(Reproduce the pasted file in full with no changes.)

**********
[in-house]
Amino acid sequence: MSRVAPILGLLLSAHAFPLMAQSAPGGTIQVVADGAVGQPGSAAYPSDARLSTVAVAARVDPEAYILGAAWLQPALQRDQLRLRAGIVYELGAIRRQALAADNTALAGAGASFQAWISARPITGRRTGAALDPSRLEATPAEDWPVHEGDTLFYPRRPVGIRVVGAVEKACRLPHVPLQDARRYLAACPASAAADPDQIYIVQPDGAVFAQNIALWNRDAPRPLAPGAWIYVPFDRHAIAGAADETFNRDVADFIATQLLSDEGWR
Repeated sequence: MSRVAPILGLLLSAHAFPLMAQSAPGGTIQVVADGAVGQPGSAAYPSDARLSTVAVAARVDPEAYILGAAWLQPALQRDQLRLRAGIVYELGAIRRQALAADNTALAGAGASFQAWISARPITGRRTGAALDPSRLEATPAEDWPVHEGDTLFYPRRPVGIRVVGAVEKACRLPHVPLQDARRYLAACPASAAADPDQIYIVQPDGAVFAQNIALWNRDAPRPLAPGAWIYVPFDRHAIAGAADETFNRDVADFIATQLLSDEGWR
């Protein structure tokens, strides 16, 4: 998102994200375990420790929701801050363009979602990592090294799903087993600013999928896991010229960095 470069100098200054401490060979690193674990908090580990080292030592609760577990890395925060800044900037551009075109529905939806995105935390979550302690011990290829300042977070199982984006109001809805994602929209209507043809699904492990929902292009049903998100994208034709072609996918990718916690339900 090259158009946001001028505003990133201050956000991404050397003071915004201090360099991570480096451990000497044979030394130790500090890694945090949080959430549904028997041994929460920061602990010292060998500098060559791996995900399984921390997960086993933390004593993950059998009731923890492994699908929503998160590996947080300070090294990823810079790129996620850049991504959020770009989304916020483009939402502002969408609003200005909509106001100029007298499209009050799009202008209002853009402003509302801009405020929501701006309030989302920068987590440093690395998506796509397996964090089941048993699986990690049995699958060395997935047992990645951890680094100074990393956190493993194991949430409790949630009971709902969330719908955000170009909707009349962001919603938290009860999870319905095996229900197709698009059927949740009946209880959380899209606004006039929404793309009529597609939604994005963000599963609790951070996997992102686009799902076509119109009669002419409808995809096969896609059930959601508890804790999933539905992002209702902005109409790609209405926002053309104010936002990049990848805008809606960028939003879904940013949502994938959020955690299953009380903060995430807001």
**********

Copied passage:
[in-house]
Amino acid sequence: MSRVAPILGLLLSAHAFPLMAQSAPGGTIQVVADGAVGQPGSAAYPSDARLSTVAVAARVDPEAYILGAAWLQPALQRDQLRLRAGIVYELGAIRRQALAADNTALAGAGASFQAWISARPITGRRTGAALDPSRLEATPAEDWPVHEGDTLFYPRRPVGIRVVGAVEKACRLPHVPLQDARRYLAACPASAAADPDQIYIVQPDGAVFAQNIALWNRDAPRPLAPGAWIYVPFDRHAIAGAADETFNRDVADFIATQLLSDEGWR
Repeated sequence: MSRVAPILGLLLSAHAFPLMAQSAPGGTIQVVADGAVGQPGSAAYPSDARLSTVAVAARVDPEAYILGAAWLQPALQRDQLRLRAGIVYELGAIRRQALAADNTALAGAGASFQAWISARPITGRRTGAALDPSRLEATPAEDWPVHEGDTLFYPRRPVGIRVVGAVEKACRLPHVPLQDARRYLAACPASAAADPDQIYIVQPDGAVFAQNIALWNRDAPRPLAPGAWIYVPFDRHAIAGAADETFNRDVADFIATQLLSDEGWR
């Protein structure tokens, strides 16, 4: 998102994200375990420790929701801050363009979602990592090294799903087993600013999928896991010229960095 470069100098200054401490060979690193674990908090580990080292030592609760577990890395925060800044900037551009075109529905939806995105935390979550302690011990290829300042977070199982984006109001809805994602929209209507043809699904492990929902292009049903998100994208034709072609996918990718916690339900 090259158009946001001028505003990133201050956000991404050397003071915004201090360099991570480096451990000497044979030394130790500090890694945090949080959430549904028997041994929460920061602990010292060998500098060559791996995900399984921390997960086993933390004593993950059998009731923890492994699908929503998160590996947080300070090294990823810079790129996620850049991504959020770009989304916020483009939402502002969408609003200005909509106001100029007298499209009050799009202008209002853009402003509302801009405020929501701006309030989302920068987590440093690395998506796509397996964090089941048993699986990690049995699958060395997935047992990645951890680094100074990393956190493993194991949430409790949630009971709902969330719908955000170009909707009349962001919603938290009860999870319905095996229900197709698009059927949740009946209880959380899209606004006039929404793309009529597609939604994005963000599963609790951070996997992102686009799902076509119109009669002419409808995809096969896609059930959601508890804790999933539905992002209702902005109409790609209405926002053309104010936002990049990848805008809606960028939003879904940013949502994938959020955690299953009380903060995430807001």